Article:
The first step is to schedule a fertility assessment, during which our healthcare team will gather information for your consultation with one of our accomplished reproductive endocrinologists. You’ll also meet your fertility advisor, who will guide you through each step of the process.
If you’ve had any hormone, HIV, or STI blood tests completed in the last 12 months, bring the results with you—it might be one fewer test we’ll have to run after your first visit. Bring Pap smear results completed in the last 12 months, too.
If you have any significant medical history that might come up in your conversation with the doctor—like a history of gynecological issues, surgeries, or long-term medical treatment—bringing medical records can be helpful.
If your period is regular, this will help the team understand where you are in your cycle.
As you move forward, your fertility advisor will stick with you through the whole process to make sure you always have the answers and support you need.
We’re born with all the eggs we’ll ever have, and with each passing month we either use ‘em or let ‘em go. So the older we get, the fewer we have in our reserves (literally—it’s called your “ovarian reserve”). One of the best ways to estimate your egg quantity is a transvaginal ultrasound. During a transvaginal ultrasound, a doctor places an ultrasound wand into your vagina in order to get a picture of your uterus and ovaries. It usually doesn’t hurt, but it can be a bit uncomfortable, like a gynecological exam.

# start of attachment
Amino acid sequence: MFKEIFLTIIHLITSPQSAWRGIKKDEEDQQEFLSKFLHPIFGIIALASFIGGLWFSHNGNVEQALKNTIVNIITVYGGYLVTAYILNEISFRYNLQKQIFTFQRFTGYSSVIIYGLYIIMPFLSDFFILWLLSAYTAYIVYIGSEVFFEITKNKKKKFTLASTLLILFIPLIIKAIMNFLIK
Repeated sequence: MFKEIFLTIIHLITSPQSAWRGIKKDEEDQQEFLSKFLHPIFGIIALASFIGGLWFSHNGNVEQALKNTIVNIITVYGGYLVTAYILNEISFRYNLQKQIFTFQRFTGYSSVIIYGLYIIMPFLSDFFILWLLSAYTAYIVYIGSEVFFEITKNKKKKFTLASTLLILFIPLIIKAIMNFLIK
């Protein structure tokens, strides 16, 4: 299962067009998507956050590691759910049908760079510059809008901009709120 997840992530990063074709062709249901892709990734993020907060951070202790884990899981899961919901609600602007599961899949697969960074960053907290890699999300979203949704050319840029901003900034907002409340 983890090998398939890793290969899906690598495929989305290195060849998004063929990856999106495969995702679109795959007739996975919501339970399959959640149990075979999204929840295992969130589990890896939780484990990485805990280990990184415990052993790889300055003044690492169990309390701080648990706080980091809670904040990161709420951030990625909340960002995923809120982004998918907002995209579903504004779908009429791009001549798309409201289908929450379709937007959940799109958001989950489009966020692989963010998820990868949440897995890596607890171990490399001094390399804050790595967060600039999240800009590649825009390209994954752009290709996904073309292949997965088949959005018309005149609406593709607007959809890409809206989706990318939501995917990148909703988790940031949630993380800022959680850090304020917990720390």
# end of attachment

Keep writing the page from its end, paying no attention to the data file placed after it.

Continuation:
This ultrasound allows the doctor to count the number of egg follicles, or the structures that hold individual eggs, in your ovaries. This number is called your antral follicle count. Generally, the higher the antral follicle count, the higher the ovarian reserve.
The other way to estimate your ovarian reserve is through blood tests that measure your AMH, or Anti-Müllerian Hormone. AMH is a hormone produced by cells in your ovarian follicles, so a higher AMH level generally means a higher ovarian reserve.
Because our lab will be handling your human tissue—your eggs—during the freezing process, some additional blood tests are required by law, such as HIV and sexually transmitted infection screening. (Plus, we want to make sure your overall health is in a good place to start this process!) You can have the blood for these tests drawn at during your visit, or you can request them from your OB/GYN or primary care doctor—it’s up to you.
Once the healthcare team has gathered all the necessary information, you’re ready to schedule a consultation with one of our reproductive endocrinologists (physicians who specialize in fertility). At this meeting, you’ll discuss your fertility, your age, and your medical history, as well as your goals for the future.
You’ll also talk about the egg freezing process. Knowledge is power, so you should expect to be fully informed throughout every step of freezing your eggs. Your physician will explain everything, including the medication, the egg retrieval procedure, and cryopreservation, at this first meeting.
We understand you might have a lot of questions at this point. That’s a good thing! This is your time, so feel free to bring a list of questions to your consultation so you don’t forget anything. We want you to have all the information you need to feel comfortable with whatever decision you make about egg freezing. (Don’t freak out if you do forget something during the consultation—the physicians and staff are here to answer all your questions throughout the process.)